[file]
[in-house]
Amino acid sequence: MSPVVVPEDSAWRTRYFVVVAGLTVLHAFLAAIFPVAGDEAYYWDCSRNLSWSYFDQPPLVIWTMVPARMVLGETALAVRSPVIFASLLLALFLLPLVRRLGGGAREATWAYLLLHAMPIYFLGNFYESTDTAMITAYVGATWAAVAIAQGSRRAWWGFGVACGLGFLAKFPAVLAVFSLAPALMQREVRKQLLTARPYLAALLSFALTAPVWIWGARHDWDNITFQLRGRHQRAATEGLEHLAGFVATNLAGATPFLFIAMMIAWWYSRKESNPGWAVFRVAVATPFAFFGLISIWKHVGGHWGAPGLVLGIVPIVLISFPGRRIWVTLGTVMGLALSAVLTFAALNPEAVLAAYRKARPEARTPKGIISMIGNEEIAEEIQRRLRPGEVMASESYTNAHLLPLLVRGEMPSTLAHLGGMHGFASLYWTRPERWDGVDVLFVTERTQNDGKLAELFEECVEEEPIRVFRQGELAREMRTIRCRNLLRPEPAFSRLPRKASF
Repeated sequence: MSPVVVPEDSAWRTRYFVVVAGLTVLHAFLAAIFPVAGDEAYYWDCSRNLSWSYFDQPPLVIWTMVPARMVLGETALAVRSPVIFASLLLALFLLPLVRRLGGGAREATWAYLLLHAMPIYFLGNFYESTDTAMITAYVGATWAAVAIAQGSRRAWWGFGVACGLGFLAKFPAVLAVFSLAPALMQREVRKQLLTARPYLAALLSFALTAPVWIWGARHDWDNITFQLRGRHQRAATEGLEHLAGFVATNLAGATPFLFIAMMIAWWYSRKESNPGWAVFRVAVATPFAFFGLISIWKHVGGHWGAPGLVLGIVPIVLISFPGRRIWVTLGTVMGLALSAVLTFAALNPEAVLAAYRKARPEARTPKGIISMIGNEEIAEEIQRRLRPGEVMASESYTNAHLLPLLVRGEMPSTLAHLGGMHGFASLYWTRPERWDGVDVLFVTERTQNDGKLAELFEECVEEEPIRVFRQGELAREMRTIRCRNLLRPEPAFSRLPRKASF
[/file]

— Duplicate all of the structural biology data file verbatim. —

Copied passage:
[in-house]
Amino acid sequence: MSPVVVPEDSAWRTRYFVVVAGLTVLHAFLAAIFPVAGDEAYYWDCSRNLSWSYFDQPPLVIWTMVPARMVLGETALAVRSPVIFASLLLALFLLPLVRRLGGGAREATWAYLLLHAMPIYFLGNFYESTDTAMITAYVGATWAAVAIAQGSRRAWWGFGVACGLGFLAKFPAVLAVFSLAPALMQREVRKQLLTARPYLAALLSFALTAPVWIWGARHDWDNITFQLRGRHQRAATEGLEHLAGFVATNLAGATPFLFIAMMIAWWYSRKESNPGWAVFRVAVATPFAFFGLISIWKHVGGHWGAPGLVLGIVPIVLISFPGRRIWVTLGTVMGLALSAVLTFAALNPEAVLAAYRKARPEARTPKGIISMIGNEEIAEEIQRRLRPGEVMASESYTNAHLLPLLVRGEMPSTLAHLGGMHGFASLYWTRPERWDGVDVLFVTERTQNDGKLAELFEECVEEEPIRVFRQGELAREMRTIRCRNLLRPEPAFSRLPRKASF
Repeated sequence: MSPVVVPEDSAWRTRYFVVVAGLTVLHAFLAAIFPVAGDEAYYWDCSRNLSWSYFDQPPLVIWTMVPARMVLGETALAVRSPVIFASLLLALFLLPLVRRLGGGAREATWAYLLLHAMPIYFLGNFYESTDTAMITAYVGATWAAVAIAQGSRRAWWGFGVACGLGFLAKFPAVLAVFSLAPALMQREVRKQLLTARPYLAALLSFALTAPVWIWGARHDWDNITFQLRGRHQRAATEGLEHLAGFVATNLAGATPFLFIAMMIAWWYSRKESNPGWAVFRVAVATPFAFFGLISIWKHVGGHWGAPGLVLGIVPIVLISFPGRRIWVTLGTVMGLALSAVLTFAALNPEAVLAAYRKARPEARTPKGIISMIGNEEIAEEIQRRLRPGEVMASESYTNAHLLPLLVRGEMPSTLAHLGGMHGFASLYWTRPERWDGVDVLFVTERTQNDGKLAELFEECVEEEPIRVFRQGELAREMRTIRCRNLLRPEPAFSRLPRKASF